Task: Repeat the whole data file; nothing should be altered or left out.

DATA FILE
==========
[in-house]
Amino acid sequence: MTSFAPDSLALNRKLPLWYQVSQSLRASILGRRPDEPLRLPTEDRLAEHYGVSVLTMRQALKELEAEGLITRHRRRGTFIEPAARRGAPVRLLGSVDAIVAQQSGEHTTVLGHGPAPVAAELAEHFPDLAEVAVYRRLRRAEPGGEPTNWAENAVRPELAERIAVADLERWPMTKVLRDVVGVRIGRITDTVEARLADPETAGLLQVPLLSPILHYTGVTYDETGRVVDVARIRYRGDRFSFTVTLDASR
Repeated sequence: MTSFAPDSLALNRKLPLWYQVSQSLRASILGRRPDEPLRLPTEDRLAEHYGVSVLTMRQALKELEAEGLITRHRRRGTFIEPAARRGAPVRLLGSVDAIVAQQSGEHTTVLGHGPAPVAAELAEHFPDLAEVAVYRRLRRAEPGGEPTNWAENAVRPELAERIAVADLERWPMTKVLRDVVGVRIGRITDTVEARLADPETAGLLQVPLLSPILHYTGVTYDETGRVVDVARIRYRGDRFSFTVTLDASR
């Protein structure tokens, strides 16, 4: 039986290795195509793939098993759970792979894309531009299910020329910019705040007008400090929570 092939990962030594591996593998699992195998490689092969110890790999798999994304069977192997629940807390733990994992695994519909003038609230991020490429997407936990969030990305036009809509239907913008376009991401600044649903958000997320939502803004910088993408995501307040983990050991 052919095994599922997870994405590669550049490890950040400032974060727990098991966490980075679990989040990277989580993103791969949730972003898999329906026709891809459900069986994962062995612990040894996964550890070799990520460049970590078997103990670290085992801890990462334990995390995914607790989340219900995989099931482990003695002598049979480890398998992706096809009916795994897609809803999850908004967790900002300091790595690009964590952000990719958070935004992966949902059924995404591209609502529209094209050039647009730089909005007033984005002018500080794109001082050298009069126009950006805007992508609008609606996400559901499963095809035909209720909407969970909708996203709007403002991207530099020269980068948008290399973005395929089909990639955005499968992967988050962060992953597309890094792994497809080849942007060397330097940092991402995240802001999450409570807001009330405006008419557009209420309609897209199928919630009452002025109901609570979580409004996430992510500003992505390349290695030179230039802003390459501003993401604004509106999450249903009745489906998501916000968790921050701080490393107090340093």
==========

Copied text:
[in-house]
Amino acid sequence: MTSFAPDSLALNRKLPLWYQVSQSLRASILGRRPDEPLRLPTEDRLAEHYGVSVLTMRQALKELEAEGLITRHRRRGTFIEPAARRGAPVRLLGSVDAIVAQQSGEHTTVLGHGPAPVAAELAEHFPDLAEVAVYRRLRRAEPGGEPTNWAENAVRPELAERIAVADLERWPMTKVLRDVVGVRIGRITDTVEARLADPETAGLLQVPLLSPILHYTGVTYDETGRVVDVARIRYRGDRFSFTVTLDASR
Repeated sequence: MTSFAPDSLALNRKLPLWYQVSQSLRASILGRRPDEPLRLPTEDRLAEHYGVSVLTMRQALKELEAEGLITRHRRRGTFIEPAARRGAPVRLLGSVDAIVAQQSGEHTTVLGHGPAPVAAELAEHFPDLAEVAVYRRLRRAEPGGEPTNWAENAVRPELAERIAVADLERWPMTKVLRDVVGVRIGRITDTVEARLADPETAGLLQVPLLSPILHYTGVTYDETGRVVDVARIRYRGDRFSFTVTLDASR
């Protein structure tokens, strides 16, 4: 039986290795195509793939098993759970792979894309531009299910020329910019705040007008400090929570 092939990962030594591996593998699992195998490689092969110890790999798999994304069977192997629940807390733990994992695994519909003038609230991020490429997407936990969030990305036009809509239907913008376009991401600044649903958000997320939502803004910088993408995501307040983990050991 052919095994599922997870994405590669550049490890950040400032974060727990098991966490980075679990989040990277989580993103791969949730972003898999329906026709891809459900069986994962062995612990040894996964550890070799990520460049970590078997103990670290085992801890990462334990995390995914607790989340219900995989099931482990003695002598049979480890398998992706096809009916795994897609809803999850908004967790900002300091790595690009964590952000990719958070935004992966949902059924995404591209609502529209094209050039647009730089909005007033984005002018500080794109001082050298009069126009950006805007992508609008609606996400559901499963095809035909209720909407969970909708996203709007403002991207530099020269980068948008290399973005395929089909990639955005499968992967988050962060992953597309890094792994497809080849942007060397330097940092991402995240802001999450409570807001009330405006008419557009209420309609897209199928919630009452002025109901609570979580409004996430992510500003992505390349290695030179230039802003390459501003993401604004509106999450249903009745489906998501916000968790921050701080490393107090340093």